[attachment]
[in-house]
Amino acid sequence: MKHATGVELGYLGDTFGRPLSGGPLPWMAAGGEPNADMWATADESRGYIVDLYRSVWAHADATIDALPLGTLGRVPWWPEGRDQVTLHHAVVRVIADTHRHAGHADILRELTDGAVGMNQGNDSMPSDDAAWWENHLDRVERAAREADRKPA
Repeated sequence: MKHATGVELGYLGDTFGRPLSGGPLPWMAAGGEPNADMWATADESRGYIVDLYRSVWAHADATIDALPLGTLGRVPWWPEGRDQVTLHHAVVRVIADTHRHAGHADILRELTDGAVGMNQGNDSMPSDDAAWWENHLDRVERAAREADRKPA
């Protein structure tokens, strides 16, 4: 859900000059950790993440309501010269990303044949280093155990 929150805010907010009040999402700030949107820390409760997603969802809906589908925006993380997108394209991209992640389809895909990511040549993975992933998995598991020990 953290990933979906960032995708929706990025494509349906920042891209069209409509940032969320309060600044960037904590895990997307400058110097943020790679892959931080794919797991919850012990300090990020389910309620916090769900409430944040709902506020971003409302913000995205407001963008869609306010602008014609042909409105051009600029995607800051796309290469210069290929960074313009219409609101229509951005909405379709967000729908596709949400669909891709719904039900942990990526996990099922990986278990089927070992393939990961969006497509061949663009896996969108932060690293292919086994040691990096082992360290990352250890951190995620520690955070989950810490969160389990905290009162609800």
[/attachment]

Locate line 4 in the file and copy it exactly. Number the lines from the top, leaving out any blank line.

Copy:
């Protein structure tokens, strides 16, 4: 859900000059950790993440309501010269990303044949280093155990 929150805010907010009040999402700030949107820390409760997603969802809906589908925006993380997108394209991209992640389809895909990511040549993975992933998995598991020990 953290990933979906960032995708929706990025494509349906920042891209069209409509940032969320309060600044960037904590895990997307400058110097943020790679892959931080794919797991919850012990300090990020389910309620916090769900409430944040709902506020971003409302913000995205407001963008869609306010602008014609042909409105051009600029995607800051796309290469210069290929960074313009219409609101229509951005909405379709967000729908596709949400669909891709719904039900942990990526996990099922990986278990089927070992393939990961969006497509061949663009896996969108932060690293292919086994040691990096082992360290990352250890951190995620520690955070989950810490969160389990905290009162609800």